Wednesday 13 February 2013

SMEs, SSOs and Patent Thickets

In this guest posting authored by regular IP Finance contributor Keith Mallinson (WiseHarbor), Keith considers the allegedly thorny issues with so-called patent thickets. The UK IPO’s October 2012 report entitled “A Study of Patent Thickets” and its inconclusive 2011 report on the same matter examine whether patent thickets are a “barrier to entry into patenting for UK enterprises, in particular [SMEs].” While Keith also finds that the latest IPO report lends only convoluted and qualified support to theories of harm from patent thickets, he presents a variety of empirical evidence showing that thousands of SMEs and many others are, instead, flourishing by virtue of—not despite—extensive IP developments, patenting and licensing of Standard-Essential Patents (SEP)s, and with Standard Setting Organizations (SSOs).

Patent thicket -- or work of art? See "Visualizing patent statistics
by means of social network analysis tools", here
According to Keith’s analysis, the open and standards-based environment for ICT in conjunction with (F)RAND licensing that has developed over the last couple of decades has been very fertile technically and commercially for large and small companies including new market entrants. For example, he cites another IPO report which found from survey results that SMEs in hi-tech, (e.g., including communications equipment), where the patent thickets are supposedly most prevalent, have a significantly higher propensity to rely on patents to protect IP than in other sectors. Keith cites evidence of upstream patenting and contributions to standards by start-ups and SMEs with examples in venture capital and mobile communications at SSO ETSI. Examples of successful market entry for SMEs and others in SEP-based market sectors include video codecs (as required for digital TV), mobile handsets and associated software applications where 500,000 U.S. jobs have been created since 2007. For ease of reading, Keith's contribution (which is rather longer than usual) can be accessed here as a PDF document.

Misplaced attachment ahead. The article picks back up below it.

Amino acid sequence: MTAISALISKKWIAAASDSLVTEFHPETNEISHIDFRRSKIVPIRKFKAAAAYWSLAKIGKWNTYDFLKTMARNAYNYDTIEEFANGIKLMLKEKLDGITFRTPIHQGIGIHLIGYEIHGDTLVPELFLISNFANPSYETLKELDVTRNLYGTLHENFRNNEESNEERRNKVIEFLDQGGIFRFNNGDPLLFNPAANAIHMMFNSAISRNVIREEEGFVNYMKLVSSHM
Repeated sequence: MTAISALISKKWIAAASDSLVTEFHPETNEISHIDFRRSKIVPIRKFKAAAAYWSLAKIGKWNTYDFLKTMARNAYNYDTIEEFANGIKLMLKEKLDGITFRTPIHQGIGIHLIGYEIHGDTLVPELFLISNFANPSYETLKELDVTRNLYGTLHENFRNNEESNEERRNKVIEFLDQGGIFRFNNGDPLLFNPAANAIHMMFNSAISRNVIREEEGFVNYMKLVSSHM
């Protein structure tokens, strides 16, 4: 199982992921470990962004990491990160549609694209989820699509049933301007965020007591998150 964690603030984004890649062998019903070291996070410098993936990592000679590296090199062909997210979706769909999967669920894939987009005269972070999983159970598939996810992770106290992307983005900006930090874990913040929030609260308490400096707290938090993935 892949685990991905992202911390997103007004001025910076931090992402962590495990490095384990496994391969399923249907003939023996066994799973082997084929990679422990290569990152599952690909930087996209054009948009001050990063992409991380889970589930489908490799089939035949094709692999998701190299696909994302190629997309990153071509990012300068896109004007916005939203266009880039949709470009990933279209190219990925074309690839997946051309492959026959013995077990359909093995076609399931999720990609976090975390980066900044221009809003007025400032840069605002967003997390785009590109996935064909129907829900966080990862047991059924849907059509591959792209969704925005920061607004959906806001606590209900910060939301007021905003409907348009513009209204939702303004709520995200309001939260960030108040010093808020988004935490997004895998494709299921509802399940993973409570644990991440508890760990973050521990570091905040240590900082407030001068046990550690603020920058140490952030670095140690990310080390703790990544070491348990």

1 comment:

Suleman said...

I think the UKIPO's work and Keith's article on patent thickets are interesting, but the question is what happens next? And is anyone listening? With the levels of global harmonisation that have been achieved in the patent world we can be sure that patentability requirements and the monopoly that is given cannot be changed. The patent system is becoming less and less flexible as the world is changing faster and faster. That does not bode well.